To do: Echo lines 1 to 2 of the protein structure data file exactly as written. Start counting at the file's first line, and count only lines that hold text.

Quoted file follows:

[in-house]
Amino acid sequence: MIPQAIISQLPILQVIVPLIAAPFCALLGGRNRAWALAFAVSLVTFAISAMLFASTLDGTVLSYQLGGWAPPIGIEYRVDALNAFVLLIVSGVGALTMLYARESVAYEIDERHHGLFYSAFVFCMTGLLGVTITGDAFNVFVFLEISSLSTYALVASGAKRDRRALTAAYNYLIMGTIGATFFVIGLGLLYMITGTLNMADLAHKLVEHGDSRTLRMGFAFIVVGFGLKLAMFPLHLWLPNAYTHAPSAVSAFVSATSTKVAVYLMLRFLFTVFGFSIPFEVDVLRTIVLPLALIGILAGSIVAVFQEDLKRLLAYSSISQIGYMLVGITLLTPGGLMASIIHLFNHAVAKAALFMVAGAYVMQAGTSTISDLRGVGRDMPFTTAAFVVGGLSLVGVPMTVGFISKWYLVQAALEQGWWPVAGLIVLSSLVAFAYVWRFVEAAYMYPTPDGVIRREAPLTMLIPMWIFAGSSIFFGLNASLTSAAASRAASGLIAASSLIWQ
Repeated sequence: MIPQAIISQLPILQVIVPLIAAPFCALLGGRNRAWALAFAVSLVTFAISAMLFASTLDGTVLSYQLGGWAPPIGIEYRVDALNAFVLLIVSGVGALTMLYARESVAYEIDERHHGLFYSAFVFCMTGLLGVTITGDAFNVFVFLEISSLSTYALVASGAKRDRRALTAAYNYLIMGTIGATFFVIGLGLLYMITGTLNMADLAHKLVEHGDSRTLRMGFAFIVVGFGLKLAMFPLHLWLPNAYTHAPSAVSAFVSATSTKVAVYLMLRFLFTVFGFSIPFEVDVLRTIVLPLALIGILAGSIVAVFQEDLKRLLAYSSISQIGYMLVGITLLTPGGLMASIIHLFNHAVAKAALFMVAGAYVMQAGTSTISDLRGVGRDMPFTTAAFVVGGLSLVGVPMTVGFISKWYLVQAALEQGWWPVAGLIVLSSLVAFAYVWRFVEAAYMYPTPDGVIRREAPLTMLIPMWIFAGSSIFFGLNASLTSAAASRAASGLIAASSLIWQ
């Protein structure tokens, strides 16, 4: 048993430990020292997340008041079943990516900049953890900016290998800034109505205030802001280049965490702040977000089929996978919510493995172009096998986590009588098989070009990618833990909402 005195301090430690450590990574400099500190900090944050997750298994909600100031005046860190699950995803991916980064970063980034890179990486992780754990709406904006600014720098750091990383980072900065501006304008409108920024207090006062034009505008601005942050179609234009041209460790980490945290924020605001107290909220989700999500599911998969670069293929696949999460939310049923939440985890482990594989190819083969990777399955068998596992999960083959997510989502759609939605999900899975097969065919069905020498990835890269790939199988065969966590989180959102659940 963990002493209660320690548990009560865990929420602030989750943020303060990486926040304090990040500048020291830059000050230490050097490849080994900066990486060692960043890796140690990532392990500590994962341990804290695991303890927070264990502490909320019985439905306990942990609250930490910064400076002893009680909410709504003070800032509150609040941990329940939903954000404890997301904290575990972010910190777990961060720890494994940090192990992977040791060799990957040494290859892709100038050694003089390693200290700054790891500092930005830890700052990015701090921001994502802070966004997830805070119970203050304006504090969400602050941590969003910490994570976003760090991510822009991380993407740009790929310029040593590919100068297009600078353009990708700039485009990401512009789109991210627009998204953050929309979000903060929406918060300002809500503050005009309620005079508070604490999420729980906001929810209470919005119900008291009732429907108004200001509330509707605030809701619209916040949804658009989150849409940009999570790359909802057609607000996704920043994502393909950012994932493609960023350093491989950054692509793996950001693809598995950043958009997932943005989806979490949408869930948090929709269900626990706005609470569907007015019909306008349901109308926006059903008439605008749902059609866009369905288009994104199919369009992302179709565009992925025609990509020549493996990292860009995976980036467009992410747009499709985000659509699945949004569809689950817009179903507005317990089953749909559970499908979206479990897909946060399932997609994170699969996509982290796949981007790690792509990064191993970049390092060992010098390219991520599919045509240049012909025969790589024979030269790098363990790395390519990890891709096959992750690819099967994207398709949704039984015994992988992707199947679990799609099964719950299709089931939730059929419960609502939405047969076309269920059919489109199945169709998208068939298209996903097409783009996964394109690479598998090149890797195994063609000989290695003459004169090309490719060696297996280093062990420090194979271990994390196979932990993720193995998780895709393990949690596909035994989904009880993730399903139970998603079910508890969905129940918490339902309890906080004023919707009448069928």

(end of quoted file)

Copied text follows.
[in-house]
Amino acid sequence: MIPQAIISQLPILQVIVPLIAAPFCALLGGRNRAWALAFAVSLVTFAISAMLFASTLDGTVLSYQLGGWAPPIGIEYRVDALNAFVLLIVSGVGALTMLYARESVAYEIDERHHGLFYSAFVFCMTGLLGVTITGDAFNVFVFLEISSLSTYALVASGAKRDRRALTAAYNYLIMGTIGATFFVIGLGLLYMITGTLNMADLAHKLVEHGDSRTLRMGFAFIVVGFGLKLAMFPLHLWLPNAYTHAPSAVSAFVSATSTKVAVYLMLRFLFTVFGFSIPFEVDVLRTIVLPLALIGILAGSIVAVFQEDLKRLLAYSSISQIGYMLVGITLLTPGGLMASIIHLFNHAVAKAALFMVAGAYVMQAGTSTISDLRGVGRDMPFTTAAFVVGGLSLVGVPMTVGFISKWYLVQAALEQGWWPVAGLIVLSSLVAFAYVWRFVEAAYMYPTPDGVIRREAPLTMLIPMWIFAGSSIFFGLNASLTSAAASRAASGLIAASSLIWQ